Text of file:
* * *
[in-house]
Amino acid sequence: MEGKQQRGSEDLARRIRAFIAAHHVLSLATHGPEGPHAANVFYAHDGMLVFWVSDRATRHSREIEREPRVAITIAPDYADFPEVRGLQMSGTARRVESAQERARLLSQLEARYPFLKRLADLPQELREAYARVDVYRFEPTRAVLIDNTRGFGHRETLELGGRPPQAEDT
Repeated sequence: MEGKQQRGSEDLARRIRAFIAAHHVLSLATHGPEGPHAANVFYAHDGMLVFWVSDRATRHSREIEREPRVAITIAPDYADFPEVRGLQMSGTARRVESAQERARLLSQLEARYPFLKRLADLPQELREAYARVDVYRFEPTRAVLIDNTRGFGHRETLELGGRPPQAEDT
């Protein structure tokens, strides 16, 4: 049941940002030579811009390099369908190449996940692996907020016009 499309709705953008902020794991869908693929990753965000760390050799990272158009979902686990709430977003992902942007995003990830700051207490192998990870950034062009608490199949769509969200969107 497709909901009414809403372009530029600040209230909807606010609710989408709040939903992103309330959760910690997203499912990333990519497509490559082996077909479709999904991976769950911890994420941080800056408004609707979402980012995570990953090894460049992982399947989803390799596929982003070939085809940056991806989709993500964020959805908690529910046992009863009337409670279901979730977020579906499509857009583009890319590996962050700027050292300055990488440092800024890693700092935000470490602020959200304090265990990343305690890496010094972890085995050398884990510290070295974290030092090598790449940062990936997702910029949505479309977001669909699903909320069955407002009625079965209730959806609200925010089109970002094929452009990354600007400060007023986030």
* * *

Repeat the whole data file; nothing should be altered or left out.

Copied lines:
[in-house]
Amino acid sequence: MEGKQQRGSEDLARRIRAFIAAHHVLSLATHGPEGPHAANVFYAHDGMLVFWVSDRATRHSREIEREPRVAITIAPDYADFPEVRGLQMSGTARRVESAQERARLLSQLEARYPFLKRLADLPQELREAYARVDVYRFEPTRAVLIDNTRGFGHRETLELGGRPPQAEDT
Repeated sequence: MEGKQQRGSEDLARRIRAFIAAHHVLSLATHGPEGPHAANVFYAHDGMLVFWVSDRATRHSREIEREPRVAITIAPDYADFPEVRGLQMSGTARRVESAQERARLLSQLEARYPFLKRLADLPQELREAYARVDVYRFEPTRAVLIDNTRGFGHRETLELGGRPPQAEDT
């Protein structure tokens, strides 16, 4: 049941940002030579811009390099369908190449996940692996907020016009 499309709705953008902020794991869908693929990753965000760390050799990272158009979902686990709430977003992902942007995003990830700051207490192998990870950034062009608490199949769509969200969107 497709909901009414809403372009530029600040209230909807606010609710989408709040939903992103309330959760910690997203499912990333990519497509490559082996077909479709999904991976769950911890994420941080800056408004609707979402980012995570990953090894460049992982399947989803390799596929982003070939085809940056991806989709993500964020959805908690529910046992009863009337409670279901979730977020579906499509857009583009890319590996962050700027050292300055990488440092800024890693700092935000470490602020959200304090265990990343305690890496010094972890085995050398884990510290070295974290030092090598790449940062990936997702910029949505479309977001669909699903909320069955407002009625079965209730959806609200925010089109970002094929452009990354600007400060007023986030």